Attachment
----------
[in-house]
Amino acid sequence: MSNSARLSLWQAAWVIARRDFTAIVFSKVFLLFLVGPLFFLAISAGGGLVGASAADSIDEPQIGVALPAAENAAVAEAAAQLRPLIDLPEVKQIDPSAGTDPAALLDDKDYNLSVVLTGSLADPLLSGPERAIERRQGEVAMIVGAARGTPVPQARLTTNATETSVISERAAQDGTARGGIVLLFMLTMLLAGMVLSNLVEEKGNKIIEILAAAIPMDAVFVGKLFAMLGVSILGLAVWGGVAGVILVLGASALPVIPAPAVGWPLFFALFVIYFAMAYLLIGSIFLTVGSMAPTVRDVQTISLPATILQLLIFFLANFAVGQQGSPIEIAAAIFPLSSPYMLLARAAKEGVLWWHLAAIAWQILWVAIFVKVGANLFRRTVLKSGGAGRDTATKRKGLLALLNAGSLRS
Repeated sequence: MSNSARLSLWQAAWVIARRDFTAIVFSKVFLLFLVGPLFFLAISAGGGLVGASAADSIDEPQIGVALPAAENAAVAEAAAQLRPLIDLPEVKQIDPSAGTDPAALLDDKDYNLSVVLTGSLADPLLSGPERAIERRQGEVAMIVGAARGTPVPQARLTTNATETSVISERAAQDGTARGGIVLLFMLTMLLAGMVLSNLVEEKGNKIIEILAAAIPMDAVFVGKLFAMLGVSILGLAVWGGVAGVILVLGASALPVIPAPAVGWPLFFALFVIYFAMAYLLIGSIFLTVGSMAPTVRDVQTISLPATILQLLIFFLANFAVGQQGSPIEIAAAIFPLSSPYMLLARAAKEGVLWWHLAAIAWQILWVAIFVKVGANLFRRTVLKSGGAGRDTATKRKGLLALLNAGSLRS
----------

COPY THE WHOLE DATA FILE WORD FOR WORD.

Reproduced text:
[in-house]
Amino acid sequence: MSNSARLSLWQAAWVIARRDFTAIVFSKVFLLFLVGPLFFLAISAGGGLVGASAADSIDEPQIGVALPAAENAAVAEAAAQLRPLIDLPEVKQIDPSAGTDPAALLDDKDYNLSVVLTGSLADPLLSGPERAIERRQGEVAMIVGAARGTPVPQARLTTNATETSVISERAAQDGTARGGIVLLFMLTMLLAGMVLSNLVEEKGNKIIEILAAAIPMDAVFVGKLFAMLGVSILGLAVWGGVAGVILVLGASALPVIPAPAVGWPLFFALFVIYFAMAYLLIGSIFLTVGSMAPTVRDVQTISLPATILQLLIFFLANFAVGQQGSPIEIAAAIFPLSSPYMLLARAAKEGVLWWHLAAIAWQILWVAIFVKVGANLFRRTVLKSGGAGRDTATKRKGLLALLNAGSLRS
Repeated sequence: MSNSARLSLWQAAWVIARRDFTAIVFSKVFLLFLVGPLFFLAISAGGGLVGASAADSIDEPQIGVALPAAENAAVAEAAAQLRPLIDLPEVKQIDPSAGTDPAALLDDKDYNLSVVLTGSLADPLLSGPERAIERRQGEVAMIVGAARGTPVPQARLTTNATETSVISERAAQDGTARGGIVLLFMLTMLLAGMVLSNLVEEKGNKIIEILAAAIPMDAVFVGKLFAMLGVSILGLAVWGGVAGVILVLGASALPVIPAPAVGWPLFFALFVIYFAMAYLLIGSIFLTVGSMAPTVRDVQTISLPATILQLLIFFLANFAVGQQGSPIEIAAAIFPLSSPYMLLARAAKEGVLWWHLAAIAWQILWVAIFVKVGANLFRRTVLKSGGAGRDTATKRKGLLALLNAGSLRS